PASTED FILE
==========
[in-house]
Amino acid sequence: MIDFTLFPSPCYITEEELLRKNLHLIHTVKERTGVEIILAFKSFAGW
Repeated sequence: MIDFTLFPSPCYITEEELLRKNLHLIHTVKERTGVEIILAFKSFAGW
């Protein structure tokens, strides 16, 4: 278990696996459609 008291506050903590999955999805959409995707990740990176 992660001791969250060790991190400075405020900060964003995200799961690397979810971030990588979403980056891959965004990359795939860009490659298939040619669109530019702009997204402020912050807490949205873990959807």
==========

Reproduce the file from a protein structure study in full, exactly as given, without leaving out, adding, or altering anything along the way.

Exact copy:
[in-house]
Amino acid sequence: MIDFTLFPSPCYITEEELLRKNLHLIHTVKERTGVEIILAFKSFAGW
Repeated sequence: MIDFTLFPSPCYITEEELLRKNLHLIHTVKERTGVEIILAFKSFAGW
């Protein structure tokens, strides 16, 4: 278990696996459609 008291506050903590999955999805959409995707990740990176 992660001791969250060790991190400075405020900060964003995200799961690397979810971030990588979403980056891959965004990359795939860009490659298939040619669109530019702009997204402020912050807490949205873990959807």